Posts Tagged ‘fire engine’

The fire engine jack

November 8, 2015

The nature of a fire engine means that even an old wooden wheeled Merewether engine has weight. Of necessity, there is a hefty pump on board. After all, pumping water onto a fire has long been a function of the fire engine. So if, for any reason, a wheel needs attention, the engine has to be jacked up. The jack from the old engine is something of an unlikely survivor. And here it is.

Market Lavington fire engine jack dating from about 1890

Market Lavington fire engine jack dating from about 1890

This is nearly all wooden in construction. There is a stand and a long lever which pivots around a sturdy metal pin, the height of which can be adjusted. This end of the lever has a leather top and could be placed under the frame of the fire engine. A collection of strong men could then push down on the other end of the lever to raise a wheel off the ground.

The jack dates from around 1890. Both wooden parts have a mark of ownership stamped into them. This is on the lever.


Both wooden parts have this mark stamped into them

At a guess it stands for Lavington District Fire Engine. The same mark is on the stand.

What a lovely item – a survivor from the Victorian era.


The Easterton Fire Engine

September 26, 2014

This wonderful old fire pump has featured before on this blog, but it seemed like time to give it another airing – using a photo previously unused – and here it is.

Easterton's Victorian fire pump - last seen in the village in 1975

Easterton’s Victorian fire pump – last seen in the village in 1975

This device was, at first, the Market Lavington and Easterton fire fighting machine, but it became the property of Easterton and found a home in a cave dug out near the village pump and actually under the grounds of the former jam factory. It was a simple enough device, and would have been effective provided it was near enough to a source of water.

Getting the pump to where it was needed required man power. The pulling handle, attached to the small front wheel, can be seen on the right of the picture. Once in place and with hoses connected, men – perhaps up to three on each handle, could operate the pump so that the fire could be doused with water.

At the end of each stroke of the pump handles, the pump action inevitably had to stop and this might have led to a jerky flow of water. However, the pump is equipped with a pressure smoother. It’s that bubble thing on top. When a handle was pushed down, some of the water went into the bubble and compressed the air in it. That compressed air kept the water flowing whilst the handles were temporarily still.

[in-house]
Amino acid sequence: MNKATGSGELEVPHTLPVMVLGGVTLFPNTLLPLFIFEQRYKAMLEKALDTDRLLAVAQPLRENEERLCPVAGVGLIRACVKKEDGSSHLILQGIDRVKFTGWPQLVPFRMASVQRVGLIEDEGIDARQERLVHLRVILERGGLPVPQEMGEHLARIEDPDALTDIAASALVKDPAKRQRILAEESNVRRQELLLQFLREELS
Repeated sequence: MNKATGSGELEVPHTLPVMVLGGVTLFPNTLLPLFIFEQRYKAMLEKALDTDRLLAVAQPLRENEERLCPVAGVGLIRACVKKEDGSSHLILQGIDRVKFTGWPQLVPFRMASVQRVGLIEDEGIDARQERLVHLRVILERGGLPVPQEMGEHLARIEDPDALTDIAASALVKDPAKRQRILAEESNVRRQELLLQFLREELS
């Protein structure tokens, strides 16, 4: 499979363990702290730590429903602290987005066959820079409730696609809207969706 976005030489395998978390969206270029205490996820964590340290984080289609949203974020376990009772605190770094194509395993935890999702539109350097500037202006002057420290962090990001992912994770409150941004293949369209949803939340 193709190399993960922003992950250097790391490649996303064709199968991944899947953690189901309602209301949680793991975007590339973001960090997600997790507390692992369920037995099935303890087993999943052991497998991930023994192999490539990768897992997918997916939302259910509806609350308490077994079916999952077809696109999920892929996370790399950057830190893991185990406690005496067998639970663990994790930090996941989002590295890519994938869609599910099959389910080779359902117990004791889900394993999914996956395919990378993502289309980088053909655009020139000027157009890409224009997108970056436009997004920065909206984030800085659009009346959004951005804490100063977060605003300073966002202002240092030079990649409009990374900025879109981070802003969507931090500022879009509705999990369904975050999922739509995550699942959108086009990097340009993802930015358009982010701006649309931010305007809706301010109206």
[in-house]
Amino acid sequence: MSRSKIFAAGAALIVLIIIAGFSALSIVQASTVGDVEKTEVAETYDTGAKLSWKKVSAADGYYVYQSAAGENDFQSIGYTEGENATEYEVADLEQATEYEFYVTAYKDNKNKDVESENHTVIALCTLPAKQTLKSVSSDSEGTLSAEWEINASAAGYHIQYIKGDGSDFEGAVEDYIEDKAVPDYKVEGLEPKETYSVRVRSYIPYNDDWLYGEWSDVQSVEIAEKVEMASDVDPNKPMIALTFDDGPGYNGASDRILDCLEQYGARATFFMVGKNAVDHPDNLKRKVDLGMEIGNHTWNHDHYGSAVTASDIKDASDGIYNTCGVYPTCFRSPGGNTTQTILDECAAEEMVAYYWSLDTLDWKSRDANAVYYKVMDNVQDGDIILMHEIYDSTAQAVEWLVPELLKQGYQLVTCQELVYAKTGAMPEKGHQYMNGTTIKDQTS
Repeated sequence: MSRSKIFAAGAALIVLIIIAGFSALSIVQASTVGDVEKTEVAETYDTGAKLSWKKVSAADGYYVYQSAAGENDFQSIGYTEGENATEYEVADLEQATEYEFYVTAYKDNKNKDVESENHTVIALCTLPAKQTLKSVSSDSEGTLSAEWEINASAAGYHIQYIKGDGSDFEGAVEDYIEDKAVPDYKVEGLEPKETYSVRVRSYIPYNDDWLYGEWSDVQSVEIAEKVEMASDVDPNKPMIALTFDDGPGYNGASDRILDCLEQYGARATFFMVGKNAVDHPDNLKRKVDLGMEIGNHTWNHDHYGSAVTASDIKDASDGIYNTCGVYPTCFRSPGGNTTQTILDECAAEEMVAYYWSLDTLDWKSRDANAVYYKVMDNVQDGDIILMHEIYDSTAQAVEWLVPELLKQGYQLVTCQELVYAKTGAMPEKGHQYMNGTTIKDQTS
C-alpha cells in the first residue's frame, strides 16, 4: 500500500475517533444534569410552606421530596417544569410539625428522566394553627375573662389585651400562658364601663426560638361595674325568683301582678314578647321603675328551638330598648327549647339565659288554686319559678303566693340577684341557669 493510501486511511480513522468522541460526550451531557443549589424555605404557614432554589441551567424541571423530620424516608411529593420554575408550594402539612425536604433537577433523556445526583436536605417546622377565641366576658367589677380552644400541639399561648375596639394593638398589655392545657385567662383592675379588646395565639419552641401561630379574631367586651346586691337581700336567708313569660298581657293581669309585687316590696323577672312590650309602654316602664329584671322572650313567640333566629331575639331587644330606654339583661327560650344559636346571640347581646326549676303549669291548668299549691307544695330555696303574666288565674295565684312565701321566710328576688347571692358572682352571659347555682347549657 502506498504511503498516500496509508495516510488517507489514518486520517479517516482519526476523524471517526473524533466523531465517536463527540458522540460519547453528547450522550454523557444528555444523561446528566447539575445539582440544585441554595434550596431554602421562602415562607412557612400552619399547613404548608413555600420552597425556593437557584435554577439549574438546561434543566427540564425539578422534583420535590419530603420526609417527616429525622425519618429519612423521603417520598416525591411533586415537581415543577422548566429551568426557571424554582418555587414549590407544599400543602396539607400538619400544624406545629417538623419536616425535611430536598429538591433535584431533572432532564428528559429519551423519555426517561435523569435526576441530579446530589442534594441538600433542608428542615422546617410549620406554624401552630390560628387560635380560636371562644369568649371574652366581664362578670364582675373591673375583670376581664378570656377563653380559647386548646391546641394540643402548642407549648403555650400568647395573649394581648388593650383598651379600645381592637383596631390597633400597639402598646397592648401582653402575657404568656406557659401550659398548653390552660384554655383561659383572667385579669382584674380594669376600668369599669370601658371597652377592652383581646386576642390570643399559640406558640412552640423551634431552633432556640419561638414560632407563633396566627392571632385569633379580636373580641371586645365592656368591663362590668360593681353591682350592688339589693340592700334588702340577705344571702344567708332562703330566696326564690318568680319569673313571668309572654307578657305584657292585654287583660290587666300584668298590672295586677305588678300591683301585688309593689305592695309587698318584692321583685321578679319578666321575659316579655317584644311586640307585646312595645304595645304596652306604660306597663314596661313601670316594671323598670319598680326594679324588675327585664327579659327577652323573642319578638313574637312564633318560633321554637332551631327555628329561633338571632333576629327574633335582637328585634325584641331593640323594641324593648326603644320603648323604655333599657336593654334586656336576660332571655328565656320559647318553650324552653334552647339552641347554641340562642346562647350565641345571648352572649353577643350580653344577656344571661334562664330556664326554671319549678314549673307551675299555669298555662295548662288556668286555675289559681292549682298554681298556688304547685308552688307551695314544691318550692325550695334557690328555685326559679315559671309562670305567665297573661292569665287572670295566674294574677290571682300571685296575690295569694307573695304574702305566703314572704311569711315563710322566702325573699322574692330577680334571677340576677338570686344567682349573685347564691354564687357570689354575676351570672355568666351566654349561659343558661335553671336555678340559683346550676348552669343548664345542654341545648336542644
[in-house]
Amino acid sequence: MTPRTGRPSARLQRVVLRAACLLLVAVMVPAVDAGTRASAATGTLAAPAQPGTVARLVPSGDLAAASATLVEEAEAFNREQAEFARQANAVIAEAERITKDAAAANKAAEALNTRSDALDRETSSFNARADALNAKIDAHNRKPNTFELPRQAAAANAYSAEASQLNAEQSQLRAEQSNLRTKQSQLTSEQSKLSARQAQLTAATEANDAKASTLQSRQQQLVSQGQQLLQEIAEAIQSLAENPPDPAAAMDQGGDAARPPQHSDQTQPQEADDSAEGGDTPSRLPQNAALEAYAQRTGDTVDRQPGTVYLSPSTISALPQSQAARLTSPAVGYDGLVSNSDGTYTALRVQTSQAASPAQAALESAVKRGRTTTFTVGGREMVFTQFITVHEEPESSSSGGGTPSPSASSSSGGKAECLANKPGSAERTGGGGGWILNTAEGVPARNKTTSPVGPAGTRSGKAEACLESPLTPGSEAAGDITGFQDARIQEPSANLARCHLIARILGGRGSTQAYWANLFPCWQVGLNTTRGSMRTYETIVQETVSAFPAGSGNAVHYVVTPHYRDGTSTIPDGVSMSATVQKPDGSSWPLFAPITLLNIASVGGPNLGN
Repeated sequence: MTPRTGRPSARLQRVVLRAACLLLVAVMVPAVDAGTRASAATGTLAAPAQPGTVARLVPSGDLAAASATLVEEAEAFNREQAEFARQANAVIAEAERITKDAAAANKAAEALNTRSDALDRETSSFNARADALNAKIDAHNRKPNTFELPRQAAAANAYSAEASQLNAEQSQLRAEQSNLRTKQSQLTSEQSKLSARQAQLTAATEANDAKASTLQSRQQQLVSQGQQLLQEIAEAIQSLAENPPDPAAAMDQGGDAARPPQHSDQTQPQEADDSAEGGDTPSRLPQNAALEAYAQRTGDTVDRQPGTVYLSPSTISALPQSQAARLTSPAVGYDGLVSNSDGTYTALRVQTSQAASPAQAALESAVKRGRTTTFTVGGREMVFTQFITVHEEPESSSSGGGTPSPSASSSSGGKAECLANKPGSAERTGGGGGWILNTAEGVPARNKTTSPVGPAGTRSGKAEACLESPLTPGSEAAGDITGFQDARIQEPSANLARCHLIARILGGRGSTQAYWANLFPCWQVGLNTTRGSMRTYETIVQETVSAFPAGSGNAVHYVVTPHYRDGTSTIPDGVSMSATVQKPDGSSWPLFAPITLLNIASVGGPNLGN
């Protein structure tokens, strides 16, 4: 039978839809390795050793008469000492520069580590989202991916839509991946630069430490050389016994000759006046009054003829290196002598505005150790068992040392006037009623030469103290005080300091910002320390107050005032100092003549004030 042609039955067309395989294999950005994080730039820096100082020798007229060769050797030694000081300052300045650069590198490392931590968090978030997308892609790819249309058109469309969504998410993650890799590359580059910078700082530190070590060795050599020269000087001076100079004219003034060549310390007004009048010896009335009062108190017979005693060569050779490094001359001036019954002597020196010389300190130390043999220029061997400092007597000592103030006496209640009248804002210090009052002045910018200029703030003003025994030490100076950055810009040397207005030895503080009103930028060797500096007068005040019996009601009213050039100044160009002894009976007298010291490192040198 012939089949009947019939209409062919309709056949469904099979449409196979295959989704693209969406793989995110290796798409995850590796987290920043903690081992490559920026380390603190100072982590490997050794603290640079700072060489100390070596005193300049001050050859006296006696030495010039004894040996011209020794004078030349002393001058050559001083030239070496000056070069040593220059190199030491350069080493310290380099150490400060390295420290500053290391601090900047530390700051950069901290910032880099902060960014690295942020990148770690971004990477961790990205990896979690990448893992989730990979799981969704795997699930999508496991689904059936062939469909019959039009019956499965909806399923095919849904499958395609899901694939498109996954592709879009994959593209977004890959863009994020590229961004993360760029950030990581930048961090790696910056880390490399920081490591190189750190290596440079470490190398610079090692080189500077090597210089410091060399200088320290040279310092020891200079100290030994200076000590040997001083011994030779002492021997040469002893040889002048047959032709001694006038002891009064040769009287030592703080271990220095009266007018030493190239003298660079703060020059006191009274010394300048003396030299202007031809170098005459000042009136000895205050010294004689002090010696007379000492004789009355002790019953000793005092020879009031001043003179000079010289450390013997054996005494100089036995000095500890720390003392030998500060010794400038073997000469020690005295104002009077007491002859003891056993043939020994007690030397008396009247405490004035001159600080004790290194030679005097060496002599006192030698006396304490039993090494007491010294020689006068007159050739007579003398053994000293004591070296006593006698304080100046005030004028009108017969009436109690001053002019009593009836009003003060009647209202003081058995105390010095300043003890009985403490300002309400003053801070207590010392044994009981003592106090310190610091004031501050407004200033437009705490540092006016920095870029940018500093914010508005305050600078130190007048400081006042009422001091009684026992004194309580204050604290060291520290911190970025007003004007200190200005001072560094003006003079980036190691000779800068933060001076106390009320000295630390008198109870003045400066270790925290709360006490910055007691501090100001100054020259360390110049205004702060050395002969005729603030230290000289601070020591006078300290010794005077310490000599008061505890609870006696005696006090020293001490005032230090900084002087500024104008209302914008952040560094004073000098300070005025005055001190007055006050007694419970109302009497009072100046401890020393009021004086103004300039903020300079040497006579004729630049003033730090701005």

This fire engine was preserved by the Wiltshire Fire Service. We do not have it at Market Lavington Museum. It had been brought to Easterton as part of the church centenary celebrations in the 1970s.

It had been kept at the fire service museum in Potterne, but that has closed and we do not know where our old engine is now. Neither are we certain of the age of the old engine but maybe somebody out there can help us.

Market Lavington Fire Brigade in 1942

February 25, 2014

We have recently been given a photo of the fire brigade. The caption is a model of perfection. But first, the photo.

Market Lavington fire brigade in 1942

Market Lavington fire brigade in 1942

The photograph was taken in the Market Place and shows the men, smartly attired, standing alongside the fire engine, already an appliance of some antiquity. It was Market Lavington’s first motorised fire engine. And now the caption.


Wonderful information has come with this photo

Wonderful information has come with this photo

With that information there isn’t a lot to add. You can read more about Mr Reg Milsom and the fire engine by clicking here.

We can come up with a few biographical details for some of the men.

The chief, Tom Merritt, was born around 1884 so he was approaching 60 when this photo was taken. In 1905 he married Agnes Shore and Alf, their first born arrived the following year.

Allan and Cecil Baker were brothers, sons of George and Eliza. Both were born in the first decade of the 20th century.

Albert Potter was the son of Frank. The Potters had a farm on High Street, near the Green Dragon. Alf was born in about 1909.

It’s a lovely picture and we’d like to thank Diane for giving it to the museum.

The Market Lavington Fire Engine in 1920

December 17, 2012

Marjorie (née) Milsom wrote the paragraph below – a part of her memories of the fire service in the village.

In 1929 the only fire appliance in the village was a tender which had to be towed behind a lorry, and my father used to stand on the back stoking the boiler when racing to a fire. But one day the tender hit the kerb and it turned over. After my father recovered from his injuries, the Council asked him to build the village a motorised replacement fire engine, which he did. The village of Mere had recently acquired a new fire engine so my father went over and copied the design, then built it to those specifications. The fire engine was a great success and served the village and surrounding villages well for over 20 year years. It was housed in The Fire Station in the Market Place.

But today we predate Marjorie’s memory with a picture of the fire engine in about 1920. It may have been the same appliance, but back then horse power was used. Regrettably, it isn’t the best photo we have.

Market Lavington fire engine and crew in about 1920

Market Lavington fire engine and crew in about 1920

As we can see, some of the crew have all but faded away in this picture which, we assume, was not taken on active service. There is certainly someone very youthful at the back. Another regret is that none of the people are named so yet again we appeal for help.

But despite our lack of information we still think this is a charming image of the way things were 90 or so years ago.